|Matthew Daly (matthewdaly) wrote,|
@ 2010-04-20 09:25 pm UTC
|Entry tags:||mathematics, me|
The exciting news is that I went to the campus of our local state school that has an excellent reputation for education on Monday and talked to a whole bunch of different people who all had their own ideas of what it would take to get me to the literal head of the class. The not-so-exciting news is that this afternoon I talked to the person who actually seemed to know the answer to that and her answer was the most disappointing of the lot. No, I don't get to pursue an MS in mathematics, no I can't apply in the fall for an MSEd, no I can't actually teach for at least three years (maybe after two years in special circumstances). And, not being affiliated with the Math department, the prospect of a teaching fellowship has probably dropped to zero.
The thing about this that tweaks at me is that all I've ever heard is that there is a back door for people who want to teach math in under-served communities but have the knowledge without the credentials. I'm hoping that one of my friends can show me where that back door is, because the front door is mighty unappealing. I'm mildly tempted to talk to the Math department guy again and see if he thinks there is good placement for people with MS in Math, because I got such a buzz from looking over the course catalog at that program. As you might imagine, my advanced undergraduate studies at Carnegie Mellon make the first year of study for an advanced degree at a state school a cakewalk, plus the hope of a fellowship and the knowledge that admission for Fall 2010 is still a few months away. Oh well, I suppose that at least I might be able to clean up the leftovers part-time after I get my boring old MSEd.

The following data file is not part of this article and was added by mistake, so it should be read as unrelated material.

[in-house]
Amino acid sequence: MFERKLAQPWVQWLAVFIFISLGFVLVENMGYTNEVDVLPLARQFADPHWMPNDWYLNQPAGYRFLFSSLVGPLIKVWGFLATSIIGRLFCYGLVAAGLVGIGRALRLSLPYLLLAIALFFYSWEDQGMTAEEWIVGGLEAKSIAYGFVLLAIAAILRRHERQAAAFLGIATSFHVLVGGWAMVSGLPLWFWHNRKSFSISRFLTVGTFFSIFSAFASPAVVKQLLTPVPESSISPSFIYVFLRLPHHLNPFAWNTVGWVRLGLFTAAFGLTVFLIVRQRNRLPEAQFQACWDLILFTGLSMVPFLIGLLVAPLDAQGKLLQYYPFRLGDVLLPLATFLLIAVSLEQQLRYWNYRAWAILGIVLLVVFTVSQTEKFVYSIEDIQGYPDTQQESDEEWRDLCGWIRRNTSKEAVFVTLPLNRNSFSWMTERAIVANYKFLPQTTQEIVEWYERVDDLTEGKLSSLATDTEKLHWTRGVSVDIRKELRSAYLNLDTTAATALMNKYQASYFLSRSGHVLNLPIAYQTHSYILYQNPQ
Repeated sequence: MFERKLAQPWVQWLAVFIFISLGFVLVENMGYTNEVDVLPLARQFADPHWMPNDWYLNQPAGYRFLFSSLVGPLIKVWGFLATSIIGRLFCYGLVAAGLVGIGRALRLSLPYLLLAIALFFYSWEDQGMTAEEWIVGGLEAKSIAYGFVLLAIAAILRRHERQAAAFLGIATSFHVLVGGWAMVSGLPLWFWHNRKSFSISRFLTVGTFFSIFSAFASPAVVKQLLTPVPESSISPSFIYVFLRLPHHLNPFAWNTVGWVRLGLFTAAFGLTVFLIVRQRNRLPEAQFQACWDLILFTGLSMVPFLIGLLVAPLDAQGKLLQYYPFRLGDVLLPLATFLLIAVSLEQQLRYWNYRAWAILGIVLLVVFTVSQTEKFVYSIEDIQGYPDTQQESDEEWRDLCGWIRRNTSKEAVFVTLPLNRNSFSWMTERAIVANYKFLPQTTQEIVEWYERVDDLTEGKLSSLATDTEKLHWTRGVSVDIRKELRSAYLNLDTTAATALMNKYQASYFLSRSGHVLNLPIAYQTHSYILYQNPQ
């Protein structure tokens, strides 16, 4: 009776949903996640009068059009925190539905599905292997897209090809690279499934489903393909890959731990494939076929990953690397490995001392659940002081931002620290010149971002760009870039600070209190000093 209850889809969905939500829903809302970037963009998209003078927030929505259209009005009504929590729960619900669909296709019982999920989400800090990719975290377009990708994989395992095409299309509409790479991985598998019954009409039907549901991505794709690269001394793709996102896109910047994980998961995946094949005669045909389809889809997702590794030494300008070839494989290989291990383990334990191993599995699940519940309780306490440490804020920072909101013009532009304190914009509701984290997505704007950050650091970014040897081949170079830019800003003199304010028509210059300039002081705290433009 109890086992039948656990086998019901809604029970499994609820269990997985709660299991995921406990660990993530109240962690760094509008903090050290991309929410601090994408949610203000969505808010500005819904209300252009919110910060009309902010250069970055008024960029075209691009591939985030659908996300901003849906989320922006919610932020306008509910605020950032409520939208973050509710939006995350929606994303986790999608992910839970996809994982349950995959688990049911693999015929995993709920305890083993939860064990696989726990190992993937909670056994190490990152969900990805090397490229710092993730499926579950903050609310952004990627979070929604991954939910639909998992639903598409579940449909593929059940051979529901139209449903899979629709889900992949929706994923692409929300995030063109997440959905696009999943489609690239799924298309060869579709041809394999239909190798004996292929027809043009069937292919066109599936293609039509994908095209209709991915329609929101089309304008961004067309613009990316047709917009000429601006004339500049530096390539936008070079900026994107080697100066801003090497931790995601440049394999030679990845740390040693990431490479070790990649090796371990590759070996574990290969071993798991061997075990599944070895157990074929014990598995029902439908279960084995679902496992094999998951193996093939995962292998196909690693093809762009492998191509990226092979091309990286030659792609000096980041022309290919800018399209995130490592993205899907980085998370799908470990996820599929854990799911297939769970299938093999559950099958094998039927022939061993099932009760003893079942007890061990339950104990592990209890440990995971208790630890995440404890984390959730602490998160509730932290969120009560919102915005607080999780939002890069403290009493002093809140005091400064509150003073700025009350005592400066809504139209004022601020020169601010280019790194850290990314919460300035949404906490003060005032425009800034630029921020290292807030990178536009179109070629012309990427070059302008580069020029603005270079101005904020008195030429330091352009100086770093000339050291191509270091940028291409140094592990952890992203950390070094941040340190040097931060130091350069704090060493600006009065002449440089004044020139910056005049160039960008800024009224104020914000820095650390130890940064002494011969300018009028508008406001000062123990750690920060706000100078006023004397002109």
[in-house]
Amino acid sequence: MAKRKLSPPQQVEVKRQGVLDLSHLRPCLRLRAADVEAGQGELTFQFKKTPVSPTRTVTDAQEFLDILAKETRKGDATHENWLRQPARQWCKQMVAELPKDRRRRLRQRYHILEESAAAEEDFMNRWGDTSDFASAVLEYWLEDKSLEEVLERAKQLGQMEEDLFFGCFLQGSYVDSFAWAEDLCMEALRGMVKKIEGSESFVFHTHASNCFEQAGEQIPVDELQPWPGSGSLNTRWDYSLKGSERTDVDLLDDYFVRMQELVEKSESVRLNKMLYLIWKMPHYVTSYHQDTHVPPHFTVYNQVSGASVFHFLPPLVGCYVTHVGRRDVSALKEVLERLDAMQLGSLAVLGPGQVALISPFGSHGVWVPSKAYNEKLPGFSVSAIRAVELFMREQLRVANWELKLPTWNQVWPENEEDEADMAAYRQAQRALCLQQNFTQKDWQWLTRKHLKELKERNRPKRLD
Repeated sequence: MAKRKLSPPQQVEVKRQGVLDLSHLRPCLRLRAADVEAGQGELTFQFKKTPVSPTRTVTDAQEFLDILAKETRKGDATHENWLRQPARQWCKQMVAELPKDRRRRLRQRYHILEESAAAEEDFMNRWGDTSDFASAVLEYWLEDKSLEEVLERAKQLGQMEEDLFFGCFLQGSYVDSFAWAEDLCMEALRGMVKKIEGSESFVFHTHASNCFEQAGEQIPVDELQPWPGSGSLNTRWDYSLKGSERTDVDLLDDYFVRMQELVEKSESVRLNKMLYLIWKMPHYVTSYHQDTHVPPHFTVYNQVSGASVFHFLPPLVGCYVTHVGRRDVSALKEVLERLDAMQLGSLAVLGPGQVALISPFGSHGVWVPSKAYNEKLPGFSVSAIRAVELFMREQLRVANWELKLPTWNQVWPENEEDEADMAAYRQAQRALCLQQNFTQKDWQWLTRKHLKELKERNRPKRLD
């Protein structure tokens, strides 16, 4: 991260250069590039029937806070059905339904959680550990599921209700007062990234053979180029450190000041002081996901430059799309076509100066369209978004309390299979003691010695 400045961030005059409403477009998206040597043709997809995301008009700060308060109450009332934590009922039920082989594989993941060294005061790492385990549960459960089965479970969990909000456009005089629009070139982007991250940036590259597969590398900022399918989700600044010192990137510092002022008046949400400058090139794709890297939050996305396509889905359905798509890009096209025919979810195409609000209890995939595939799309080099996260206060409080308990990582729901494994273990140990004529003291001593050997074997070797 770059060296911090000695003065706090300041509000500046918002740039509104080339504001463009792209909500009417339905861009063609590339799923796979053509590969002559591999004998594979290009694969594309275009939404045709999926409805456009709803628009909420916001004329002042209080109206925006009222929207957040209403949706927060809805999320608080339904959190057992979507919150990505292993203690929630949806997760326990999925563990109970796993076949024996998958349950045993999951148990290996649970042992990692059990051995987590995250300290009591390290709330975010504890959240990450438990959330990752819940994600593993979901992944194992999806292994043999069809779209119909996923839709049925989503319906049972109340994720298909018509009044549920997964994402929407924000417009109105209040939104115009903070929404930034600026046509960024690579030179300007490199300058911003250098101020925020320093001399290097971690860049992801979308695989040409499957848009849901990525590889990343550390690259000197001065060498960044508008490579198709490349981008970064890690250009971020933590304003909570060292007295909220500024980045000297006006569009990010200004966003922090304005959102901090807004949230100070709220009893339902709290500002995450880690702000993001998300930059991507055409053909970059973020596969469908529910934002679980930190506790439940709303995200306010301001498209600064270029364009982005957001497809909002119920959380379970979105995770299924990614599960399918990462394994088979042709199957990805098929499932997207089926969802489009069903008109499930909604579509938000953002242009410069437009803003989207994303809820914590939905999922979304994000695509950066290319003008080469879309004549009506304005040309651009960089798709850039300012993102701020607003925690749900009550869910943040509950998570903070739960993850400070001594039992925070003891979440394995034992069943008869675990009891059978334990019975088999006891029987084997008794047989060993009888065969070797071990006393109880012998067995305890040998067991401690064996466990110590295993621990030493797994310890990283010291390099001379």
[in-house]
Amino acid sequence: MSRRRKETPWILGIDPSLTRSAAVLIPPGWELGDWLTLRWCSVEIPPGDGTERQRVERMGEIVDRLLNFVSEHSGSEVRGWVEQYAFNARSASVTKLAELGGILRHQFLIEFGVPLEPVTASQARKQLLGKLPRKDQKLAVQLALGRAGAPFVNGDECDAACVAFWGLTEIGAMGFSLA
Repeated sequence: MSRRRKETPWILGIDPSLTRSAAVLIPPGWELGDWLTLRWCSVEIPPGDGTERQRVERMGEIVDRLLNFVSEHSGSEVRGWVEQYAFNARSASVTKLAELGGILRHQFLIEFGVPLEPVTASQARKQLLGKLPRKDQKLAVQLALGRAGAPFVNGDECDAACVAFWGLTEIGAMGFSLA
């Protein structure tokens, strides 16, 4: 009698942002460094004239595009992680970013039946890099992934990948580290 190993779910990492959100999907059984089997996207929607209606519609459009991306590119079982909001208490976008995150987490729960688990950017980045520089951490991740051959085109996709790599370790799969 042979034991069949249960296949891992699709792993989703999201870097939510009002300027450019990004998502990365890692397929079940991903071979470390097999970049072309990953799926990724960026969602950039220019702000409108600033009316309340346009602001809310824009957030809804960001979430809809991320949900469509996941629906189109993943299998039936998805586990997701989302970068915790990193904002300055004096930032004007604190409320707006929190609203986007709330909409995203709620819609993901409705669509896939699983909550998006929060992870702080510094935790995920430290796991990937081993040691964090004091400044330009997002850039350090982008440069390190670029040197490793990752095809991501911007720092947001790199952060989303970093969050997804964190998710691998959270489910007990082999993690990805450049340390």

I stopped by the state vocational rehab place with an update. When I told my assistant caseworker that my plan wouldn't start until January from what I can see and that I'd probably need some sort of work placement for the interim, she smiled and said that it would at least be better than what I had been doing. That wouldn't be hard. I continue to be glad at how much I'm able to get done and how wonderful and supportive my team is.